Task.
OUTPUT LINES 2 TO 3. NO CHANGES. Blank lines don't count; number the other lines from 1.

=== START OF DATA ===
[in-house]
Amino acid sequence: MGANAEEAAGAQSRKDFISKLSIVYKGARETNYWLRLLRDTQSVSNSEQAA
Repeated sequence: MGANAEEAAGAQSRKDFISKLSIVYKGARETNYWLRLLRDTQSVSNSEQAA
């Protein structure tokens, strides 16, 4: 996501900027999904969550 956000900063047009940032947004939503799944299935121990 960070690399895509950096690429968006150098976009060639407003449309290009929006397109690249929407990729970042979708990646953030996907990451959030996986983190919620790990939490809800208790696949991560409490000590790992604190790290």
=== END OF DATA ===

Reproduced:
Amino acid sequence: MGANAEEAAGAQSRKDFISKLSIVYKGARETNYWLRLLRDTQSVSNSEQAA
Repeated sequence: MGANAEEAAGAQSRKDFISKLSIVYKGARETNYWLRLLRDTQSVSNSEQAA